This Land Is Mine is the tale of a small town in Nazi occupied Europe. It’s a tale of one man’s quest to keep his family safe. Despite his best efforts, he eventually succumbs to a horde of Nazis. In the process, he meets the love of his life. The ensuing love fest is the stuff of nightmares. One thing is for sure, it won’t be the last time.
This Land Is Mine is not for the faint of heart. However, if you’re a film buff with a heart that has a beating, you’ll be able to appreciate the effort. Aside from its slick production, it is also notable for a few reasons. First, it was made on a tight budget. Second, the cast is a mix of mediocre actors. Finally, the script is a mix of gibberish and over the top dialogue. But despite all of this, the film’s strengths are in its understated sex and a surprisingly hefty dose of humor. That’s why the movie has been dubbed as a classic.
If you’re in the mood for a romp, this may be the movie to see. Fortunately, it is available on demand. You might want to save up your cash until after the wedding though. Or just wait until your spouse isn’t on the prowl. Luckily, it’s already been picked up by a few streaming services. And while the film itself is not a bad choice, the cast could use some love.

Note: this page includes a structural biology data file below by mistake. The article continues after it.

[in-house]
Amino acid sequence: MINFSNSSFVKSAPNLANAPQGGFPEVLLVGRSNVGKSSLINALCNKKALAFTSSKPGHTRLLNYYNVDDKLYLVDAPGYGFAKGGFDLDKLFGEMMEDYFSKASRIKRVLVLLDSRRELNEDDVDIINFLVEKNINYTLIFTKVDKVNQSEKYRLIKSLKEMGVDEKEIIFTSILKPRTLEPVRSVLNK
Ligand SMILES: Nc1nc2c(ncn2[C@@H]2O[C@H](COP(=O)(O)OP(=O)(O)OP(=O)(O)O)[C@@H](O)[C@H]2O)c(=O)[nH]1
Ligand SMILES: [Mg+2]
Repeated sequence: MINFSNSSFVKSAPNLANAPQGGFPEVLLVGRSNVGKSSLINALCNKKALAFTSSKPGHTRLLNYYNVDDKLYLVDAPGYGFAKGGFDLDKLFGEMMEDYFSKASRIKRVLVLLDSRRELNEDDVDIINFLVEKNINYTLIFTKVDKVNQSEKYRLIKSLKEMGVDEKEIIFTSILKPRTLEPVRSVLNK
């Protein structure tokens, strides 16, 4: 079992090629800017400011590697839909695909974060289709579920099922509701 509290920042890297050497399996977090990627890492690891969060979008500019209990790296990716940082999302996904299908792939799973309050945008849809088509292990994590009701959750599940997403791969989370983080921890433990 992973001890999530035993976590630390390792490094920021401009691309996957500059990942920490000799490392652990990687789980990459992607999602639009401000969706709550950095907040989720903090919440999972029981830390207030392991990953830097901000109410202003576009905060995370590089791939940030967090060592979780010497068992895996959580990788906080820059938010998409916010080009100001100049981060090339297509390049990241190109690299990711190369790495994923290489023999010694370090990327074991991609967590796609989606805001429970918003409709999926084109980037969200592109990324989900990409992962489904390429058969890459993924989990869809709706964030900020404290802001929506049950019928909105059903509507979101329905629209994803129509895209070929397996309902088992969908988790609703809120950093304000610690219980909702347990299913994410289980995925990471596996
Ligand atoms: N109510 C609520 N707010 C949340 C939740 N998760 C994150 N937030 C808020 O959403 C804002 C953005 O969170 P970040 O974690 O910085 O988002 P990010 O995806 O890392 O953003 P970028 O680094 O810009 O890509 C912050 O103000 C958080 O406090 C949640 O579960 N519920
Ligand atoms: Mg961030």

Witness for the Prosecution
If you are a fan of classic courtroom dramas, then you’ll want to check out Witness for the Prosecution. It’s an American legal mystery thriller film released in 1957, and was directed by Billy Wilder. Featuring Charles Laughton, Marlene Dietrich and Tyrone Power, the tale of a British lawyer who gets embroiled in a scandalous marital affair is both comical and awe-inspiring.
The film’s main protagonist, lawyer Sir Wilfrid Robarts (David Horne) is not a man of few words. In addition to his legal work, he is also involved in a clandestine romance with his partner Romaine (Patricia Jessel). But when the two are arrested for a murder, things take a turn for the worst.